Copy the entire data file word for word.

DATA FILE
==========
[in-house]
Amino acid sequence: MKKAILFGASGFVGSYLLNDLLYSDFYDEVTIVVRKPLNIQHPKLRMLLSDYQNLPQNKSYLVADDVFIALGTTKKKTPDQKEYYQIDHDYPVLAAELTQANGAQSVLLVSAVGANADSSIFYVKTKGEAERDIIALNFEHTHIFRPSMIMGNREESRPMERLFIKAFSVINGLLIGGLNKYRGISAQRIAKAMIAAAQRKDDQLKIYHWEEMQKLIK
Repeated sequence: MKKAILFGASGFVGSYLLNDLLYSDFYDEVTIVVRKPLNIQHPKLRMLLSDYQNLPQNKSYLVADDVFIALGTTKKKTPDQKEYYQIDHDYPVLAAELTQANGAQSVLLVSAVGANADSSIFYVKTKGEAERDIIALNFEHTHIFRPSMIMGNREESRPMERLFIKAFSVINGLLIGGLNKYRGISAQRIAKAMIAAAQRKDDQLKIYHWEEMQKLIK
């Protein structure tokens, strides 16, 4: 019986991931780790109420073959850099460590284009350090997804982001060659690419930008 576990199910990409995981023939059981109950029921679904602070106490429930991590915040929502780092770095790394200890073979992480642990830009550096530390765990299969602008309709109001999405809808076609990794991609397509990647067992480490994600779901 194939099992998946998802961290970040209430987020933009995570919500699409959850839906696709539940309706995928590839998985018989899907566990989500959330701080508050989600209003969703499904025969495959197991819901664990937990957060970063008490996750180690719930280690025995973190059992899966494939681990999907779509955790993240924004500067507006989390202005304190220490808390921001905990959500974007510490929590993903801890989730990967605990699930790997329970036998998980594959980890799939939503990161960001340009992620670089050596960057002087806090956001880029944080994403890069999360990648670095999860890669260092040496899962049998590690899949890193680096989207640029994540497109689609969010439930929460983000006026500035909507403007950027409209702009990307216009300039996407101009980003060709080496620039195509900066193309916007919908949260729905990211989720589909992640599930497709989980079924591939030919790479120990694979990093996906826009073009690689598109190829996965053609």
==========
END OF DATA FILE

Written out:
[in-house]
Amino acid sequence: MKKAILFGASGFVGSYLLNDLLYSDFYDEVTIVVRKPLNIQHPKLRMLLSDYQNLPQNKSYLVADDVFIALGTTKKKTPDQKEYYQIDHDYPVLAAELTQANGAQSVLLVSAVGANADSSIFYVKTKGEAERDIIALNFEHTHIFRPSMIMGNREESRPMERLFIKAFSVINGLLIGGLNKYRGISAQRIAKAMIAAAQRKDDQLKIYHWEEMQKLIK
Repeated sequence: MKKAILFGASGFVGSYLLNDLLYSDFYDEVTIVVRKPLNIQHPKLRMLLSDYQNLPQNKSYLVADDVFIALGTTKKKTPDQKEYYQIDHDYPVLAAELTQANGAQSVLLVSAVGANADSSIFYVKTKGEAERDIIALNFEHTHIFRPSMIMGNREESRPMERLFIKAFSVINGLLIGGLNKYRGISAQRIAKAMIAAAQRKDDQLKIYHWEEMQKLIK
């Protein structure tokens, strides 16, 4: 019986991931780790109420073959850099460590284009350090997804982001060659690419930008 576990199910990409995981023939059981109950029921679904602070106490429930991590915040929502780092770095790394200890073979992480642990830009550096530390765990299969602008309709109001999405809808076609990794991609397509990647067992480490994600779901 194939099992998946998802961290970040209430987020933009995570919500699409959850839906696709539940309706995928590839998985018989899907566990989500959330701080508050989600209003969703499904025969495959197991819901664990937990957060970063008490996750180690719930280690025995973190059992899966494939681990999907779509955790993240924004500067507006989390202005304190220490808390921001905990959500974007510490929590993903801890989730990967605990699930790997329970036998998980594959980890799939939503990161960001340009992620670089050596960057002087806090956001880029944080994403890069999360990648670095999860890669260092040496899962049998590690899949890193680096989207640029994540497109689609969010439930929460983000006026500035909507403007950027409209702009990307216009300039996407101009980003060709080496620039195509900066193309916007919908949260729905990211989720589909992640599930497709989980079924591939030919790479120990694979990093996906826009073009690689598109190829996965053609």